Imperial College London

Smart toilets and managing natural disasters: designing cities of the future


Representation of a futuristic city

Imperial students have collaborated with students from Tsinghua University in Beijing to devise solutions for the smart cities of the future.

Imperial’s Enterprise Lab partnered with Tsinghua University’s x-lab in Beijing to hold the Innovating Smart Cities Hackathon 2020, a unique opportunity to collaborate across borders. The aim of the week-long hackathon was to devise innovative solutions to one of the UN Sustainable Development Goals: Sustainable Cities and Communities

Alongside the hackathon competition, attendees also had the opportunity to hear a series of keynote speeches and panel discussions, on various themes related to smart cities.  

Making cities inclusive 

A graphic of a futuristic city

The world is becoming increasingly urbanised. Since 2007, more than half the world’s population has been living in cities, and that share is projected to rise to 60 per cent by 2030. Goal 11 of the UN’s Sustainable Development Goals is to make cities inclusive, safe, resilient and sustainable.

Participants were tasked with coming up with a solution that leverages technology to help one or more cities achieve this goal. All 20 final teams were made up of a mix of students from Imperial and Tsinghua University.  

Natural disaster management 

The winning team, IoTeam, won £3,000 for their solution for disaster management systems, aiming to reduce the economic and social damages incurred from natural disasters by focusing on resilient design. Existing disaster management solutions are based on post-disaster relief, which, according to the team, is unsustainable. The team’s solution focuses on pre-disaster design to minimise the number of lives affected during a disaster and the cost of repairs afterwards.  

Flooding in Manila, August 2018
Flooding in Manila, August 2018

Using flooding in Manila as a prototype, they developed a two-step solution to manage the natural disaster. The first step is analysing data via an algorithm, using satellite imaging to identify hot zones unique to each disaster scenario. The data is then fed into a community-based platform powered by blockchain technology to crowdsource resilient designs, empowering citizens to have a voice in their communities.  

The team, whose mission statement is ‘fostering resilient communities, one block at a time’, also went on to compete and win the Sustainable Development Goals Open Hack, organised by Tsinghua University.  

Dr Toilet 

Awarded £2,000 in second place was a solution called Dr Toilet, by team Nurtured Cities, who focused on the problem of ageing populations in cities across the world. Their aim was to develop a solution to allow health to be monitored in older people while maintaining independence, as well as tracking and anticipating health needs.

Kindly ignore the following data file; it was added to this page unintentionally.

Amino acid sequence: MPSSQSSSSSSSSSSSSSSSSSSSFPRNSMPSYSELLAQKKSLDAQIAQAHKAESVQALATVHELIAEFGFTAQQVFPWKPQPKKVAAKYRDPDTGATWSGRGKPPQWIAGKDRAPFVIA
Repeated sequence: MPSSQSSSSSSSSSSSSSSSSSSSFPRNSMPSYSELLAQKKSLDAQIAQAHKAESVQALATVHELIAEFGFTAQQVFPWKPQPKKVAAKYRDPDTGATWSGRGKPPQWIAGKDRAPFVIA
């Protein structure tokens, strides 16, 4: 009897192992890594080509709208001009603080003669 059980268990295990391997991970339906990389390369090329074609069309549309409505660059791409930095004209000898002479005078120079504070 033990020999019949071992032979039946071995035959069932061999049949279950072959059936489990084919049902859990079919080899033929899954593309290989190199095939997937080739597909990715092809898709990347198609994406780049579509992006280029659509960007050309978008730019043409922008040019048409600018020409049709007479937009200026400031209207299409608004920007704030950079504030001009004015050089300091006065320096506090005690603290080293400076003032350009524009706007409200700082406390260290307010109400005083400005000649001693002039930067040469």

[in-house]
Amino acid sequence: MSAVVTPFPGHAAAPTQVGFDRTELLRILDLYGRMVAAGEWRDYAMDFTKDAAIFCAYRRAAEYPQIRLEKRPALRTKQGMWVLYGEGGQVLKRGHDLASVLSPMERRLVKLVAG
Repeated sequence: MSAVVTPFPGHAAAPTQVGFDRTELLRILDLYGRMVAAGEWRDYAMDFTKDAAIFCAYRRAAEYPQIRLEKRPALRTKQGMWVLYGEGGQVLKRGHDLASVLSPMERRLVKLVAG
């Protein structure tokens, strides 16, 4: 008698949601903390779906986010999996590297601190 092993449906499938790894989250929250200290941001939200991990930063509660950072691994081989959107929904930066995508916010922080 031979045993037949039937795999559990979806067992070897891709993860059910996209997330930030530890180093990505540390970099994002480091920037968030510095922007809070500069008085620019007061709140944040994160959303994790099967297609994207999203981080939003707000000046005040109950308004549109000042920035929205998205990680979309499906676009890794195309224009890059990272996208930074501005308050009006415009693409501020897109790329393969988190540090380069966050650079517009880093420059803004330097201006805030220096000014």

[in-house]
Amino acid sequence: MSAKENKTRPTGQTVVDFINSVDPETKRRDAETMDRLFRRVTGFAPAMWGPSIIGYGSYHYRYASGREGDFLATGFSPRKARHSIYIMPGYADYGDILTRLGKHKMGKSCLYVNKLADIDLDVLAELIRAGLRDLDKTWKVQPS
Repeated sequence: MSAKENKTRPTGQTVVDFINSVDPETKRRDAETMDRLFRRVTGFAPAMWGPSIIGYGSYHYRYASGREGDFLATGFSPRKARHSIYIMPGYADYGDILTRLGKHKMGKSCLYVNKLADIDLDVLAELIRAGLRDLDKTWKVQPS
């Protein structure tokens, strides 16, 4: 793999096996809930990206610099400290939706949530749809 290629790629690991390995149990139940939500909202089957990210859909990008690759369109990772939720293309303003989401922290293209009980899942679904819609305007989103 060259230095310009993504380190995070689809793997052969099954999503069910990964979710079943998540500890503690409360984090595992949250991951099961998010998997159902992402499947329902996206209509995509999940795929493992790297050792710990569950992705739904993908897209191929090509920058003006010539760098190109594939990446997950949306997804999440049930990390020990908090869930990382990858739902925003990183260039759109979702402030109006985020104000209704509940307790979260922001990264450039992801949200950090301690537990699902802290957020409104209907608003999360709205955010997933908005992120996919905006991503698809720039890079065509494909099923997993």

They have developed the Smart Modular Toilet Sensor which combines urine analysis and immunoassays, which detect specific molecules. Big data is used to integrate insights into a comprehensive health profile which can be monitored by the user or family members. The data could also be monitored by healthcare workers to allow people to remain independent and healthy at home.  

Electricity usage assistant 

Third place of £1,000 was awarded to Denki, a cheap, intuitive and personalised resource planning assistant for electricity usage. Despite 30% of British households installing smart meters, they only benefit from approximately 2% cost savings in their average electricity bill. According to the team, this arises due to the general lack of awareness and understanding of the optimal times to use electricity.  

The team’s solution, Denki, includes a mobile application that creates a consumption profile for the user and uses machine learning algorithms to recommend optimal energy-use times. The device also includes an indicator which comes on during optimal electricity usage times. 

Reducing ambulance response times 

An ambulance speeding through a busy street

Named as the audience’s favourite team, and winning £200, was the Team of Tomorrow for their solution Acceler8, a system designed to reduce ambulance response times in cities across the world. The target for life-threatening category 1 ambulance calls is 7 minutes on average, however, this target may not always be met. 

The team’s solution is a multifunctional tablet which uses alternative traffic information, such as CCTV or private mapping information, to suggest routes which are not normally accessible for regular road users and help ambulances to arrive within 8 minutes.  

The hackathon was sponsored by bp and Sinopec were a partner organisation. e-Novus, a entrepreneurship programme studio founded by graduates from Imperial College Business School's MBA programme and MSc in Innovation, Entrepreneurship & Managementsupported the organisation and delivery of the event. 


Joanna Wilson

Joanna Wilson
Communications Division

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Events, Comms-strategy-International-university, Strategy-collaboration, Enterprise, Entrepreneurship, Comms-strategy-Entrepreneurial-ecosystem, Student-entrepreneurship, Sustainable-Development-Goals, China
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